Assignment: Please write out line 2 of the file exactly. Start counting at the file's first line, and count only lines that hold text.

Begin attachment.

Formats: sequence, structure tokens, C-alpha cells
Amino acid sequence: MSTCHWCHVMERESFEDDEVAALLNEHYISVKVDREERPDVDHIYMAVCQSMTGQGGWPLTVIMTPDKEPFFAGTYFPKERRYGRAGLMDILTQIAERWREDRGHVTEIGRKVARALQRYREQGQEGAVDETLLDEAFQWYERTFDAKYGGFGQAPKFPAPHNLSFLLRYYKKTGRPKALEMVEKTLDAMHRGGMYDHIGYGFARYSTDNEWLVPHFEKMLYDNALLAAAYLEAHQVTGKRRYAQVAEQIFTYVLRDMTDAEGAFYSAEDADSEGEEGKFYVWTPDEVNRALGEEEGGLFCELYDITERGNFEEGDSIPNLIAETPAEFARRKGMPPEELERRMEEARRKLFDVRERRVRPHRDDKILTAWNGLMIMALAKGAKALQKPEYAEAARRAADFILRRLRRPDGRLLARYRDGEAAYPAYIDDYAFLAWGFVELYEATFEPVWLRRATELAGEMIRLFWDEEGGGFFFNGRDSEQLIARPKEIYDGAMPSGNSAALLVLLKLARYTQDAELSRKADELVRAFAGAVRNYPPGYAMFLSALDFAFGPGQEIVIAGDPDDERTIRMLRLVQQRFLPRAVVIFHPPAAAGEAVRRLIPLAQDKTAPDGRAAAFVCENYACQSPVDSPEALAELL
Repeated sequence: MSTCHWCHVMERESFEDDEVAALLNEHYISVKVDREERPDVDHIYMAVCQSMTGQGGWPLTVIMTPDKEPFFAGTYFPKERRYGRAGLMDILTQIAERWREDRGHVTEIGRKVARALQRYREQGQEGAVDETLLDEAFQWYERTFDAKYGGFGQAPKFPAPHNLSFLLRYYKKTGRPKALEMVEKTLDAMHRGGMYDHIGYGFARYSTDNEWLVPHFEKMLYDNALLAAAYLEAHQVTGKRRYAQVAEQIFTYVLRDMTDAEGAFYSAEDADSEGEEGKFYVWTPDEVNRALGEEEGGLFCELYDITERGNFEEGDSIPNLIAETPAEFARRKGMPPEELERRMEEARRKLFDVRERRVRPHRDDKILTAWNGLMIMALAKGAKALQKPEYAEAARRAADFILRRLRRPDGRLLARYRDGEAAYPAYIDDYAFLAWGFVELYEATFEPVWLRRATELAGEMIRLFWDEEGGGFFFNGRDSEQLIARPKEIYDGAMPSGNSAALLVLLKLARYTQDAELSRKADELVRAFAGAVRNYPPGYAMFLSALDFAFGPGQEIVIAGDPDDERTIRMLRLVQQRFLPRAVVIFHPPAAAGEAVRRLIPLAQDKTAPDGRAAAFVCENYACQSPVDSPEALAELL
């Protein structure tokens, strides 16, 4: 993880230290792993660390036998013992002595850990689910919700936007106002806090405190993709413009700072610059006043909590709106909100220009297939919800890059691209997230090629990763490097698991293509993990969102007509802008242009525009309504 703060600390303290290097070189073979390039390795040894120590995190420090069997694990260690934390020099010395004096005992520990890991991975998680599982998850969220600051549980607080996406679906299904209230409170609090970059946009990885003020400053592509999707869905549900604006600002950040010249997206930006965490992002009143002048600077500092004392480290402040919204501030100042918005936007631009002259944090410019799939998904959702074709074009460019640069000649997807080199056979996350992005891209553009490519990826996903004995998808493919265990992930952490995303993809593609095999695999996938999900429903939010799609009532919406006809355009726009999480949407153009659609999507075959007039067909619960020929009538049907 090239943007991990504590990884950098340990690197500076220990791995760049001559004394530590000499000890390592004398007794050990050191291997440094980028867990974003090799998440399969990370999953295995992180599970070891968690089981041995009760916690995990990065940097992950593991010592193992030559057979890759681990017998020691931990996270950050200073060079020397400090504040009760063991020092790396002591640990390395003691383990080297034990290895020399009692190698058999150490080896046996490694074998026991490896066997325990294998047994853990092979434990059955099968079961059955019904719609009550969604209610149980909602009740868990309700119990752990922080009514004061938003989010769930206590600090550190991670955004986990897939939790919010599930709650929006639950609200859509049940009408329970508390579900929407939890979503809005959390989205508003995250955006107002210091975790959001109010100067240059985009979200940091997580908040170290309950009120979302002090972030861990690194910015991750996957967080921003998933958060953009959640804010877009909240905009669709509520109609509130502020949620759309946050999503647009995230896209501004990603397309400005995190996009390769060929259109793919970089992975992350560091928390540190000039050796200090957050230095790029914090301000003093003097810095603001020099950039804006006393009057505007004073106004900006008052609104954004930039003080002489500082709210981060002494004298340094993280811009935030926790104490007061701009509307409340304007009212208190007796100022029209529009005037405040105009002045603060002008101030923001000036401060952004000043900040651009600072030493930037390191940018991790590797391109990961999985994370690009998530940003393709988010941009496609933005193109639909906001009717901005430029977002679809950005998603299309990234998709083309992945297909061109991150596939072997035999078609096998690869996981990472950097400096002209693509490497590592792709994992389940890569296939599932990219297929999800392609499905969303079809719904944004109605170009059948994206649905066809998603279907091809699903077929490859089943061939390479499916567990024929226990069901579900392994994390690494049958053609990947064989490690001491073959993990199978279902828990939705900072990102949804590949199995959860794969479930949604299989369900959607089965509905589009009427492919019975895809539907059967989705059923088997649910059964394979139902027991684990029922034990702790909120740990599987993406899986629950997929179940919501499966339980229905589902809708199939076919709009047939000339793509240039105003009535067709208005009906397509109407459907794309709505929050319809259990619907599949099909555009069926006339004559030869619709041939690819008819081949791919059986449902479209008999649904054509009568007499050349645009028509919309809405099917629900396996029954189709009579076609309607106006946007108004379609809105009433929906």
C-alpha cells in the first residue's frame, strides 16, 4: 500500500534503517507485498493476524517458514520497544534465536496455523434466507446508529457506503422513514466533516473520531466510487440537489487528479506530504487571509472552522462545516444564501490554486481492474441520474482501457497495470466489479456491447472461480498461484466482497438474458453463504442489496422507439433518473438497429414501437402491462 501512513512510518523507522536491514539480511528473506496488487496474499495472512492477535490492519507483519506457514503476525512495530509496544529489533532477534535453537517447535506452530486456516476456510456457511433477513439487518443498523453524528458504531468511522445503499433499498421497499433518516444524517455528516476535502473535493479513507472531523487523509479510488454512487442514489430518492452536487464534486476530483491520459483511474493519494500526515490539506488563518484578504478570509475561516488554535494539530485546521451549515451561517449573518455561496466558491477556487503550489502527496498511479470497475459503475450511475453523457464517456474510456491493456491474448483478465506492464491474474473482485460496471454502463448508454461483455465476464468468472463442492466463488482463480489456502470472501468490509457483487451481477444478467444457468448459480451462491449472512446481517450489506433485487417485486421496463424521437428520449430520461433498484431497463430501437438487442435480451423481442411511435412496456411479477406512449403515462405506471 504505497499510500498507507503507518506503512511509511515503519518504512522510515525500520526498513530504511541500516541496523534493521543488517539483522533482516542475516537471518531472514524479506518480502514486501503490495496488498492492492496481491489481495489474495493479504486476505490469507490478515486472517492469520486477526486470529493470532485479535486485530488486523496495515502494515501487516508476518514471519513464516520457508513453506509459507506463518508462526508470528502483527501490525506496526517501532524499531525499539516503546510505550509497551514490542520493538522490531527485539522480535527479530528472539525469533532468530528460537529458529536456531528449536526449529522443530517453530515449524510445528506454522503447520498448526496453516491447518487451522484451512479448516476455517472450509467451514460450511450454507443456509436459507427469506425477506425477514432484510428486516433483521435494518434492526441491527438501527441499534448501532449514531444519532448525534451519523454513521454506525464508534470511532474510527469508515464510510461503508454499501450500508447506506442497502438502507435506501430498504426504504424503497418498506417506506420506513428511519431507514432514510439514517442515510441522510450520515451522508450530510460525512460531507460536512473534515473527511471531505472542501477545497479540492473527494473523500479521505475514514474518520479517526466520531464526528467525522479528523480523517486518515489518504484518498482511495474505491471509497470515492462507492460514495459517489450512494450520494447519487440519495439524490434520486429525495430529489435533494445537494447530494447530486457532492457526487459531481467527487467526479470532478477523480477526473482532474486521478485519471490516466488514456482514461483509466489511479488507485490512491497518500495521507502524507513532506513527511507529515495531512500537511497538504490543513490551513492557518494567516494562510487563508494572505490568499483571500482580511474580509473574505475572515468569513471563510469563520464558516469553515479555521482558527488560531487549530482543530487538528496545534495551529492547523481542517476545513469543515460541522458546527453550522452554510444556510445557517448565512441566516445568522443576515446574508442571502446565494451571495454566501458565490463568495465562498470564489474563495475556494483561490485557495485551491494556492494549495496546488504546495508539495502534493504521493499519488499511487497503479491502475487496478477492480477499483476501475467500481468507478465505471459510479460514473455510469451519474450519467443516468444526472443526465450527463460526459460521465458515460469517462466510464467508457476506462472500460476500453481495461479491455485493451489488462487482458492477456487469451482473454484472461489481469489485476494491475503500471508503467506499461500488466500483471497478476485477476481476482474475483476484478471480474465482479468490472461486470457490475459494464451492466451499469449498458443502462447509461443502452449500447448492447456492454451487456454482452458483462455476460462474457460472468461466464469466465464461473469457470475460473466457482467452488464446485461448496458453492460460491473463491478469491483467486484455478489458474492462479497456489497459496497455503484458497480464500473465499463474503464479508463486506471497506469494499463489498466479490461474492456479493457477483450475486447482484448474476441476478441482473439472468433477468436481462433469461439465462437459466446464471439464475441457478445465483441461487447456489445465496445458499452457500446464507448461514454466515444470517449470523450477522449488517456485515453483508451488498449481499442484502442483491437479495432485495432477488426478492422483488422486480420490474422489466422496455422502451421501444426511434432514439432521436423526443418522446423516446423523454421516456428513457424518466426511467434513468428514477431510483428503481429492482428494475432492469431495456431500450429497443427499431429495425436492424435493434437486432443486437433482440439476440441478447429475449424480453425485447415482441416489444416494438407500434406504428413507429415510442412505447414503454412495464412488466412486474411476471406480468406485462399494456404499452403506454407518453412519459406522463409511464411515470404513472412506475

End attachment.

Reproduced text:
Amino acid sequence: MSTCHWCHVMERESFEDDEVAALLNEHYISVKVDREERPDVDHIYMAVCQSMTGQGGWPLTVIMTPDKEPFFAGTYFPKERRYGRAGLMDILTQIAERWREDRGHVTEIGRKVARALQRYREQGQEGAVDETLLDEAFQWYERTFDAKYGGFGQAPKFPAPHNLSFLLRYYKKTGRPKALEMVEKTLDAMHRGGMYDHIGYGFARYSTDNEWLVPHFEKMLYDNALLAAAYLEAHQVTGKRRYAQVAEQIFTYVLRDMTDAEGAFYSAEDADSEGEEGKFYVWTPDEVNRALGEEEGGLFCELYDITERGNFEEGDSIPNLIAETPAEFARRKGMPPEELERRMEEARRKLFDVRERRVRPHRDDKILTAWNGLMIMALAKGAKALQKPEYAEAARRAADFILRRLRRPDGRLLARYRDGEAAYPAYIDDYAFLAWGFVELYEATFEPVWLRRATELAGEMIRLFWDEEGGGFFFNGRDSEQLIARPKEIYDGAMPSGNSAALLVLLKLARYTQDAELSRKADELVRAFAGAVRNYPPGYAMFLSALDFAFGPGQEIVIAGDPDDERTIRMLRLVQQRFLPRAVVIFHPPAAAGEAVRRLIPLAQDKTAPDGRAAAFVCENYACQSPVDSPEALAELL